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 V.18 No.42 | October 15 - 21, 2009 

Letters

Permission to Speak ...

Dear Alibi,

I attracted some attention in Milton's this afternoon when I had to laugh out loud so hard I nearly choked on a french fry. I had been flipping through a copy of the Alibi (Oct. 1-7 issue) for something to look at while I ate my lunch and happened to turn to the 11th page, which featured a, thankfully short, article as inaccurate as it was self-congratulatory, ironically entitled, "Permission to Speak Freely." Apparently, the Alibi has been granted a "First Amendment Award" by the American Civil Liberties Union of New Mexico for its (the Alibi's) efforts in defense of free speech. I can categorically state from personal experience, having been an active participant in the Alibi's online blog, that the editors of the Alibi will grant "permission to speak freely" only to those whose views mesh with their own. Those who offer opposing views will be shut off. Yes, for a while, my, often dissenting, views were tolerated, although I was subjected to personal attacks and childish name-calling, which went unnoticed by the editors until I was ultimately denied the ability to offer comment. The only reason given for my denial, by someone named "Jerry," was that I had committed the, apparently unpardonable, sin of claiming to be right. Let's face it, the Alibi is a shamelessly (or shamefully) liberal rag that will not tolerate opposing views and is about as committed to the First Amendment and "Permission to Speak Freely" as Attila the Hun might have been committed to sweetness, light and poetry.

Derek Durst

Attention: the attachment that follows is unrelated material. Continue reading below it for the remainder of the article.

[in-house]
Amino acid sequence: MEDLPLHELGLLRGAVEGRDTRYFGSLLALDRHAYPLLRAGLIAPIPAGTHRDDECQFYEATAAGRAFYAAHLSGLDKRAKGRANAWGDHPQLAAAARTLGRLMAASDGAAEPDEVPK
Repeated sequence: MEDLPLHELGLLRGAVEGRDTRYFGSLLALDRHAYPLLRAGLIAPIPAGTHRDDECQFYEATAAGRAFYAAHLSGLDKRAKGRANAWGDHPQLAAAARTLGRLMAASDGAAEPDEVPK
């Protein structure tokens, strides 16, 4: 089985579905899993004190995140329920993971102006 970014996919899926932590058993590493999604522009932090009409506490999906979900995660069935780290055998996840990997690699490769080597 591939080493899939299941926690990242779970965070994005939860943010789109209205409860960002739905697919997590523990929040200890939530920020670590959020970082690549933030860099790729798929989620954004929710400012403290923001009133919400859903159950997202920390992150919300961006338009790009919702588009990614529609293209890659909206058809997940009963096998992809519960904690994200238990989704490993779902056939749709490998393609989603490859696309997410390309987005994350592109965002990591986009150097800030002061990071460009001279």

Webmaster’s Note: I killed Hotrod, Mr. Durst's avatar on alibi.com, because he had become a troll (i.e., "someone who posts controversial, inflammatory, irrelevant or off-topic messages in an online community with the primary intent of provoking other users into an emotional response or to generally disrupt normal on-topic discussion"). Let's be clear: This was a unilateral decision by me, the IT Overlord, which was in fact not at all popular with the editorial staff, who, like good liberals, raised serious objections regarding freedom of speech.

I didn't see it that way. For 10 months straight, Mr. Durst attempted to dominate discussions on the site, ultimately racking up over 50,000 words in 700-plus posts, methodically drowning out other participants. I felt more like I had ejected a drunk from a bar who kept harassing the patrons. And all his charm and eloquence is still there for everyone to see (http://bit.ly/O2A3M).

—Kyle Silfer, Systems Manager

Not So Simple

Dear Alibi,

[Re: Letters, "The Don on Simplicity," Oct. 8-14] Don, Don, Don, Don ... As I’ve told you before, there is a lot to be said for a simple, no-hassle life of sewing seeds and singing songs, and I know you don’t drink, but if you can grow grapes and grain, I can make some wonderful libations out of them. I believe that is the life our creator intended.

However, I’m not Francis of Assisi, or Mother Teresa, and though I know poverty is a disgrace to all of humanity and it is time to put an end to it, I don’t believe that we can end poverty by everyone staying home, sewing seeds and singing songs.

If everybody suddenly decided at the same time to follow your lead, I would be watching for that evil-looking guy with the handbasket.

Every morning I wake up feeling blessed to have been born in the United States of America, the wealthiest nation on Earth. Yeah, we have a poverty problem here, too, but here we also have the opportunity to pull ourselves up and out of it. The more income one generates, the more one can give away to shelters, food banks, fighting childhood diseases, etc. and morally should. 

Self-denial isn’t the answer to worldwide or even local poverty, Don. I’m not real sure that throwing money at the problem is the answer, either, but mixed with education, and showing folks how to fish, it makes more sense to me than self-denial.

Jim Rishe

Letters should be sent with the writer’s name, address and daytime phone number via e-mail to letters@alibi.com. They can also be faxed to (505) 256-9651. Letters may be edited for length and clarity, and may be published in any medium; we regret that owing to the volume of correspondence we cannot reply to every letter. Word count limit for letters is 300 words.

 
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